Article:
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We appreciate Tony Monzo’s taking the time to reply to our op-ed. The content of his reply, though, is, if anything, more bewildering than his initial op-ed, which claimed, without the benefit of evidence, that local schools are sneaking critical race theory (CRT) into schools as a part of a Marxist/neo-Marxist plot to control the minds of the next generation.   

The central tenant of CRT is that race has played a much more prominent part in shaping the American experience than is typically reflected in the school curriculum. Perhaps because he cannot find any real examples of that, he now shifts grounds to say that something he can find in schools is really CRT in disguise. The threat is now presented as Social Emotional Learning (SEL), which was not mentioned in the original op-ed. 

Under a variety of labels - life skills, whole child education, character education - SEL has been around a long time. In his first published op-ed, Martin Luther King advocated for education with moral purpose. “Intelligence plus character - that is the goal of true education… The broad education will, therefore, transmit… the accumulated experience of social living.” (   

We encourage readers to look at the website of The Collaborative for Academic, Social, and Emotional Learning (, presented by Monzo as devious leftists. See how “left” they look. Look at the people on their board. Pay particular attention to the hefty body of research they summarize, including one review of the research that examined over 200 studies involving more than 270,000 students concluding that: 

  • Well-implemented SEL interventions increased students’ academic performance by 11 percentile points. 

  • Students participating in SEL programs showed improved classroom behavior, an increased ability to manage stress and depression, and better attitudes about themselves, others, and school. 

This increased academic performance is especially important to note since critics of SEL, Monzo among them, often see SEL as a turning away from academics. Quite the contrary, SEL can be crucial support for schools’ academic mission.   

Monzo also sees SEL as undermining the roles of parents. Many others have suggested that the kinds of skills and dispositions SEL tries to develop are more properly developed in the home. In an ideal world, we would probably agree. In the world we live in, the prevalence of bullying, temptations to abuse substances, the negative impacts of social media, the less cohesive families, gender-based harassment in schools, and rising rates of youth suicide tell usthat young people need supports from as many different sources as possible, including schools.   

It is important to have more voices of educators in this debate. We asked Lynda Towns, an experienced school administrator and former principal who has had leadership roles in Lower, Upper, and Middle townships, to give us an update on the status of SEL in the county.  

She thinks most, if not all, county districts have some form of SEL, especially in the primary grades, where the emphasis tends to be on respect, working with and listening to others.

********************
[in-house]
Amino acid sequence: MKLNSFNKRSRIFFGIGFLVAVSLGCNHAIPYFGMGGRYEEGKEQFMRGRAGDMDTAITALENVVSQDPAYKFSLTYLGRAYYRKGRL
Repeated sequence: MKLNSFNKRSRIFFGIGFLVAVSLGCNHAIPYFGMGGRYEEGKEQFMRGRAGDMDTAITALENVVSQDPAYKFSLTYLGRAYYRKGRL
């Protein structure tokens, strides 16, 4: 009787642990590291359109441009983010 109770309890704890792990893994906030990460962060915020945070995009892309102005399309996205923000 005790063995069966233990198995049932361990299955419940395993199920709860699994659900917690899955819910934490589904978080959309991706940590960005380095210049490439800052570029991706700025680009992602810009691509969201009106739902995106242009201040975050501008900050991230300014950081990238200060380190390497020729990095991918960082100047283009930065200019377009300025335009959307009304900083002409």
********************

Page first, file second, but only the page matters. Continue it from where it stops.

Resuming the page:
In the middle grades, the focus is on building an inclusive school community, with emphasis on understanding others' views, conflict resolution, including others, and appreciating differences in others.  

At the high school level, SEL is integrated into sports and extracurricular activities - all focused upon the same principles of working collaboratively, respect for others, recognizing viewpoints, and including all of the school community.  

In her experience, these programs have increased attendance, brought more parents into the school, and given more children opportunities to excel beyond academics.  

She has also seen teachers setting higher standards for themselves as they model the behaviors included in SEL programs. The programs have consistently led to a better school climate, resulting in academic improvement and more. It is not, she says, accidental that New Jersey is among the states with the greatest number of SEL programs and some of the nation’s highest academic rankings.   

We want to take the strongest possible exception to one point Monzo made in the Sept. 22 issue. He takes our words out of context to suggest that we were accusing local educators of being either dupes or conspirators. To the contrary, we were saying that in order to believe Monzo’s conspiracy theories, one must think that teachers are being fooled or they are willingly cooperating.  

Similarly, he now says, “I am not going to judge the motives of the teachers, the administrators, or the board”. Well, one can’t have it both ways. To say that educators are delivering a curriculum “to program our children into an ideology that strips them of their individuality and forces them to all think alike, and to act collectively in accordance with the program,” immediately raises doubts about their motives and competence. That language is inflammatory and accusatory.  

The teachers we know have been people of integrity and intelligence who believe in what they were presenting to students. To accuse them of “indoctrinating” students, knowingly or unknowingly, is insulting and ill-informed. 

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